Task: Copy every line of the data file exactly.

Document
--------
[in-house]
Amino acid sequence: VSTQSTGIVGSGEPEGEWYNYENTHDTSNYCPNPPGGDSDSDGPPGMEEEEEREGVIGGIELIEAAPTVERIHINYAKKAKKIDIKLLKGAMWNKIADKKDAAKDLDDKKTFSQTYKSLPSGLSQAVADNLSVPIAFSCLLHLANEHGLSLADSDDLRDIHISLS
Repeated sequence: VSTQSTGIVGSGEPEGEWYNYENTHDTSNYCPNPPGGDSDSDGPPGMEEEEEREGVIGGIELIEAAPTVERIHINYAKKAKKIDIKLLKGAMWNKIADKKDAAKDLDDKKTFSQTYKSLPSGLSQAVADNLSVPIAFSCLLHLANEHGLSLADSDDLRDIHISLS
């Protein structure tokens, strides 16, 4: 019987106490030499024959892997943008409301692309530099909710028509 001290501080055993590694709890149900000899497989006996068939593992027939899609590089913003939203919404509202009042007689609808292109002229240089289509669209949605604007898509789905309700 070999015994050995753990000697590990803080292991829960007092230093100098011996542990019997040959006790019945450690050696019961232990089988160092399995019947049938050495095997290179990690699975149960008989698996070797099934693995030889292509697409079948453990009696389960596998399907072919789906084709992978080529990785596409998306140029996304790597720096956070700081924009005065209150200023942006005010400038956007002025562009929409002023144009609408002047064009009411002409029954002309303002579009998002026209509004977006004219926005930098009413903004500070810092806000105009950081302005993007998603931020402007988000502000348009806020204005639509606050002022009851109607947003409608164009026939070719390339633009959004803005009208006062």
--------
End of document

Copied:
[in-house]
Amino acid sequence: VSTQSTGIVGSGEPEGEWYNYENTHDTSNYCPNPPGGDSDSDGPPGMEEEEEREGVIGGIELIEAAPTVERIHINYAKKAKKIDIKLLKGAMWNKIADKKDAAKDLDDKKTFSQTYKSLPSGLSQAVADNLSVPIAFSCLLHLANEHGLSLADSDDLRDIHISLS
Repeated sequence: VSTQSTGIVGSGEPEGEWYNYENTHDTSNYCPNPPGGDSDSDGPPGMEEEEEREGVIGGIELIEAAPTVERIHINYAKKAKKIDIKLLKGAMWNKIADKKDAAKDLDDKKTFSQTYKSLPSGLSQAVADNLSVPIAFSCLLHLANEHGLSLADSDDLRDIHISLS
């Protein structure tokens, strides 16, 4: 019987106490030499024959892997943008409301692309530099909710028509 001290501080055993590694709890149900000899497989006996068939593992027939899609590089913003939203919404509202009042007689609808292109002229240089289509669209949605604007898509789905309700 070999015994050995753990000697590990803080292991829960007092230093100098011996542990019997040959006790019945450690050696019961232990089988160092399995019947049938050495095997290179990690699975149960008989698996070797099934693995030889292509697409079948453990009696389960596998399907072919789906084709992978080529990785596409998306140029996304790597720096956070700081924009005065209150200023942006005010400038956007002025562009929409002023144009609408002047064009009411002409029954002309303002579009998002026209509004977006004219926005930098009413903004500070810092806000105009950081302005993007998603931020402007988000502000348009806020204005639509606050002022009851109607947003409608164009026939070719390339633009959004803005009208006062």